Until 2015, Washington trial courts did not consider the age and developmental maturity of adolescents (defined as 10-24 year olds) at sentencing in adult court. As a result, courts sentenced many youth and young adults to lengthy prison terms, without giving them the opportunity to present youth as mitigation in their cases.
In 2015, that practice changed when the Washington Supreme Court decided State v. O’Dell, holding that youth and its attendant characteristics may be relevant mitigating factors that courts can consider at sentencing, justifying a departure below the standard range even if an individual had reached the age of 18 at the time of the offense. The Court followed O’Dell in 2017 with State v. Houston-Sconiers, expanding O’Dell and holding that trial courts have full discretion to depart from the standard range as well as from any mandatory sentencing terms when sentencing children tried as adults.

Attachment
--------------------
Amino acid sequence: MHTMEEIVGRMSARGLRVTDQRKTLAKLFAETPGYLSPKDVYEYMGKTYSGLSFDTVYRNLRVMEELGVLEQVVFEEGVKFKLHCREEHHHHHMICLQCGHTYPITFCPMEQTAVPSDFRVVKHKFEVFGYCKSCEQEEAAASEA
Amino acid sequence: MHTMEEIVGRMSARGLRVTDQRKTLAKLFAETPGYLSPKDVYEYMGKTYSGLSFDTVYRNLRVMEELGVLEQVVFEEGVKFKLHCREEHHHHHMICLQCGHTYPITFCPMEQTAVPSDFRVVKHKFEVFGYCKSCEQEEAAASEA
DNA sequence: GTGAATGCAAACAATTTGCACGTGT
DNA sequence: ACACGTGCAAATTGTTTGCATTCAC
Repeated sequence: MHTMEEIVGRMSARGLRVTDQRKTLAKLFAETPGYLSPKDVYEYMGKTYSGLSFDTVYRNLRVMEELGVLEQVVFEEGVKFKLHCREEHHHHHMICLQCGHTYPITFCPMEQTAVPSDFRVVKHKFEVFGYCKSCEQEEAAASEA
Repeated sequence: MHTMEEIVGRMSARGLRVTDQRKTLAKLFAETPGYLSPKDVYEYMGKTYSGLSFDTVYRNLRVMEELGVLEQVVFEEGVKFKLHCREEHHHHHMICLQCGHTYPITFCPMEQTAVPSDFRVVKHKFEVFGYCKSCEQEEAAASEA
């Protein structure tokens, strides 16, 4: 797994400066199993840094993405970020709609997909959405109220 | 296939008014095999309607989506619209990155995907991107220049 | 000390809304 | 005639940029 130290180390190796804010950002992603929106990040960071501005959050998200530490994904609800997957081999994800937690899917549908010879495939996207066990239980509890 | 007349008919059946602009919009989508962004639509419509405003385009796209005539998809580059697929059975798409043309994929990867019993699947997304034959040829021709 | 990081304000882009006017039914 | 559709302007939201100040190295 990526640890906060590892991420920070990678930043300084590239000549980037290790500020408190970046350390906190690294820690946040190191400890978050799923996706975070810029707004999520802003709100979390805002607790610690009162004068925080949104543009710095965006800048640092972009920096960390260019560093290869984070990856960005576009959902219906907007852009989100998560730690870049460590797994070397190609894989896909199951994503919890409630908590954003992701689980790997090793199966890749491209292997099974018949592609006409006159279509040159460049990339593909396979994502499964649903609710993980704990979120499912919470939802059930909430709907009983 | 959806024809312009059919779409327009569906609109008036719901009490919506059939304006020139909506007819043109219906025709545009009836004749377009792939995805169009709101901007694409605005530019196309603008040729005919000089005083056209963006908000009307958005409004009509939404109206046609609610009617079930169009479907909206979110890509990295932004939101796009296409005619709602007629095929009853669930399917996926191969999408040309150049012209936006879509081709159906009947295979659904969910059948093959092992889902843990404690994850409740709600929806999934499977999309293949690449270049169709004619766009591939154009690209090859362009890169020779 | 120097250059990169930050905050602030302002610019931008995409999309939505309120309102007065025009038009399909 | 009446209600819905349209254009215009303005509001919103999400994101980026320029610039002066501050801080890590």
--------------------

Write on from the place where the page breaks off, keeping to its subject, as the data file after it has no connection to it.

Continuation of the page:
Following these important decisions, many individuals sentenced prior to State v. O’Dell have come forward seeking relief from lengthy sentences imposed without consideration of youth and its attendant characteristics. In this CLE, presenter Jeff Ellis will discuss recent case developments and strategies for representing individuals impacted by O’Dell. Mr. Ellis has represented a number of individuals seeking post-conviction relief based on O’Dell, including Jai’Mar Scott and Kevin Light-Roth, two cases that reached the Washington Supreme Court in 2018.
This CLE will assist trial attorneys, appellate attorneys, as well as anyone who may be seeking to represent or assist clients sentenced for crimes committed when they were youthful, either as a youth under age 18 and charged as an adult, or as a young adult between the ages of 18 and 25.
1.0 Law and Legal Credit has been approved by the WSBA for this program.